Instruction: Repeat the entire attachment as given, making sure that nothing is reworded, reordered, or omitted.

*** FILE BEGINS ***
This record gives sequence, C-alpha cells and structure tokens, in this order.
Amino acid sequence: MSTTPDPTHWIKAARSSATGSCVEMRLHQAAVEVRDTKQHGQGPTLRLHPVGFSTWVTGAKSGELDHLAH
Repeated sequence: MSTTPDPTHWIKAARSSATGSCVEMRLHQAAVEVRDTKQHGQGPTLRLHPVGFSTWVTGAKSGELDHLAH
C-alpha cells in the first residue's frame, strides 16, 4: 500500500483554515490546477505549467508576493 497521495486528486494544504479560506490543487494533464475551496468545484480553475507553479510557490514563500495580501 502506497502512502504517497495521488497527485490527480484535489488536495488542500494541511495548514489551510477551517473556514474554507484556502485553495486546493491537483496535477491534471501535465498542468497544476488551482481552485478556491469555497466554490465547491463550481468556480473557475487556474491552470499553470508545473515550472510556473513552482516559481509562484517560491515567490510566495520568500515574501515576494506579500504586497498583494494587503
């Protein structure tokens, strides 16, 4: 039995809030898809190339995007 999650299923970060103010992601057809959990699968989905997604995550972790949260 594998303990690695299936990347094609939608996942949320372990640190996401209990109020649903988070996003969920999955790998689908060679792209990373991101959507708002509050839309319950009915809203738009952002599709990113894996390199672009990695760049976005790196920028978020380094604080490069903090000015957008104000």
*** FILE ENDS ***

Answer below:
This record gives sequence, C-alpha cells and structure tokens, in this order.
Amino acid sequence: MSTTPDPTHWIKAARSSATGSCVEMRLHQAAVEVRDTKQHGQGPTLRLHPVGFSTWVTGAKSGELDHLAH
Repeated sequence: MSTTPDPTHWIKAARSSATGSCVEMRLHQAAVEVRDTKQHGQGPTLRLHPVGFSTWVTGAKSGELDHLAH
C-alpha cells in the first residue's frame, strides 16, 4: 500500500483554515490546477505549467508576493 497521495486528486494544504479560506490543487494533464475551496468545484480553475507553479510557490514563500495580501 502506497502512502504517497495521488497527485490527480484535489488536495488542500494541511495548514489551510477551517473556514474554507484556502485553495486546493491537483496535477491534471501535465498542468497544476488551482481552485478556491469555497466554490465547491463550481468556480473557475487556474491552470499553470508545473515550472510556473513552482516559481509562484517560491515567490510566495520568500515574501515576494506579500504586497498583494494587503
């Protein structure tokens, strides 16, 4: 039995809030898809190339995007 999650299923970060103010992601057809959990699968989905997604995550972790949260 594998303990690695299936990347094609939608996942949320372990640190996401209990109020649903988070996003969920999955790998689908060679792209990373991101959507708002509050839309319950009915809203738009952002599709990113894996390199672009990695760049976005790196920028978020380094604080490069903090000015957008104000």